Growing interest in men’s and  women’s curling at Ryerson has paved the way for the program’s first development squad.

Head coach Perry Marshall said that having an established program and presence in the Ryerson athletic department brings community awareness to the sport. With a program, aspiring curlers can see if their competitive dreams can be realized, Marshall said.  

Jake Thielen, a development curling team player, slides out of the hack at the Mattamy Athletic Centre at the Ryerson Rams Challenge Cup, Apr. 15. (Photo by Alex D’Addese)

Last season was the first year the program was able to put together a team for both genders in order to meet part of Ryerson Athletics’ program guidelines. The development team consists of three males and one female curler.

After this year’s turnout, the goal is to implement development teams for both genders.

“Tryouts and information sessions this year have been well attended, and essentially what this did was create an opportunity to build a development program and create a feeder or funnel system, and an opportunity for players to get better and be on par with a path similar to someone who has a competitive athlete’s pedigree,” Marshall said.

“I was really happy to add the third team or third dimension to the program.”

The new development team plays in an open competitive league at the Toronto Cricket Skating and Curling Club every Tuesday night.

Last week was the development team’s first bit of competitive action.

“My first experience with the team was a lot of fun. I think we played really well,” said first-year curler, Joshua Mancinelli. “Overall, it was a great learning experience and I hope we can keep getting better and better as the season goes on.”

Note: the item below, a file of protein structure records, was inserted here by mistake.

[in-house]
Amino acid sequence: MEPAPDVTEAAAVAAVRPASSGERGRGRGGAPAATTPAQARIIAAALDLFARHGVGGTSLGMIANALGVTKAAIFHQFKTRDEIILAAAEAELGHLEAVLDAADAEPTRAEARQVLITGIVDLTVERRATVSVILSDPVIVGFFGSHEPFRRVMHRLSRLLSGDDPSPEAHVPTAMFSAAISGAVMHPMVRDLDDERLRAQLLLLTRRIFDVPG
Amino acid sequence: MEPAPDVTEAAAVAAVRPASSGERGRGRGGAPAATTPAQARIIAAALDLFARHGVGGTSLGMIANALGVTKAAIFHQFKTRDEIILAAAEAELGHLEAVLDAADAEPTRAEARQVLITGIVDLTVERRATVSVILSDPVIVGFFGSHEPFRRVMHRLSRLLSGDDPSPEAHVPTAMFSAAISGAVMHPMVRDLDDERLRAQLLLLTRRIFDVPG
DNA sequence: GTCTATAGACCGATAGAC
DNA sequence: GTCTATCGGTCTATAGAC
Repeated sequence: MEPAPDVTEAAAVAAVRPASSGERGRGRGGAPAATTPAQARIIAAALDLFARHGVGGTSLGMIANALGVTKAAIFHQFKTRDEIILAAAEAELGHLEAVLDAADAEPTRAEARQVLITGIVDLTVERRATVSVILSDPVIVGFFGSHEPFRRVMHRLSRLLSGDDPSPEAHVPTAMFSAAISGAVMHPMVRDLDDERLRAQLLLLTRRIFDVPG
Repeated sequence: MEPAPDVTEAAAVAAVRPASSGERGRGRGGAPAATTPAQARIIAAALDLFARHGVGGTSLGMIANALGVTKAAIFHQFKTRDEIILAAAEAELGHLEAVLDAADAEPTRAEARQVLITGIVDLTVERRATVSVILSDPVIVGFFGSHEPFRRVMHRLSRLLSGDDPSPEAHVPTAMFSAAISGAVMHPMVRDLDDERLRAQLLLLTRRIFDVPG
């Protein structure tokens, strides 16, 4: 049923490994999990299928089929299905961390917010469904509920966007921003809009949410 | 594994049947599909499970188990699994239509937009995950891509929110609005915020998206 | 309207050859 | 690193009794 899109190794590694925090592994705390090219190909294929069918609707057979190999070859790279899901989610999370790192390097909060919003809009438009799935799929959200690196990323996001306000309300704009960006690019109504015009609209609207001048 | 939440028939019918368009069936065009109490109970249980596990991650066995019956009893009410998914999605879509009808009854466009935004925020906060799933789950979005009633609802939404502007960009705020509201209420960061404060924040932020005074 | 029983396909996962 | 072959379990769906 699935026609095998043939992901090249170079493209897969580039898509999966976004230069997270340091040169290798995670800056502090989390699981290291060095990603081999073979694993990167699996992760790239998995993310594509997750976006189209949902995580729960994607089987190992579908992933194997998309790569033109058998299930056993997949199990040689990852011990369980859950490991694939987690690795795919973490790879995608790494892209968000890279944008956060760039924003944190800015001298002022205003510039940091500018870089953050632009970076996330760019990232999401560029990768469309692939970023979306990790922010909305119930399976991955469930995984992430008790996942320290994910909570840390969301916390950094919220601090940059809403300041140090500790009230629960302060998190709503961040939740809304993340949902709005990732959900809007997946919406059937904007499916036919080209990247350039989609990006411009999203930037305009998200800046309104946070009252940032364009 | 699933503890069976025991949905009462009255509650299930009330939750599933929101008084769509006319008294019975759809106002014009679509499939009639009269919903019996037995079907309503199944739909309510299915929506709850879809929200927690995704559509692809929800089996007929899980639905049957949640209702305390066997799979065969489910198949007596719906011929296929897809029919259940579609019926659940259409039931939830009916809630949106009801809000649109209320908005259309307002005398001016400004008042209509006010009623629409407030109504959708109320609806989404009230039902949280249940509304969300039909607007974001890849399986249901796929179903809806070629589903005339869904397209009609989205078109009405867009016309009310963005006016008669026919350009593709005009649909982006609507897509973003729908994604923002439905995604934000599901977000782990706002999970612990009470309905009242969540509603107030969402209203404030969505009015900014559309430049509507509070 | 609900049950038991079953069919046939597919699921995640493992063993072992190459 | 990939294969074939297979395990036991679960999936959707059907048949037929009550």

The makeup of the development team mirrors the first team. That way, if needed, a development player can be put in a like role in the varsity situation.

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Curling has a greater history at Ryerson than most realize (Victoria McMurchy)

Third-year curler Jacob Thielen has been part of the team as a development player since the program started three years ago. More than anything, he says “building a good team environment” is what’s most important.   

“My overall goal is to develop and build a team community. I’m a big believer in building a good team environment, being a part of the team and maintaining it as well,” Thielen said.

“I look forward to the opportunity to develop but also the opportunity to be that fifth spare player on the main team, and I’m definitely in the running for that like everyone else.”

Currently four players have been named to the men’s varsity team with the three remaining curlers being left on the development team. Eventually one of them will be selected as the fifth reserve player for the main team.

“It brings more intensity but also we are all still pulling for each other,” Mancinelli said. “We’re not wishing anything bad upon each other, ultimately we want the best team out there. We are all in it for the long hall and trying to improve the program overall.”

Max Ciarmela is a third year Journalism student at Ryerson University.

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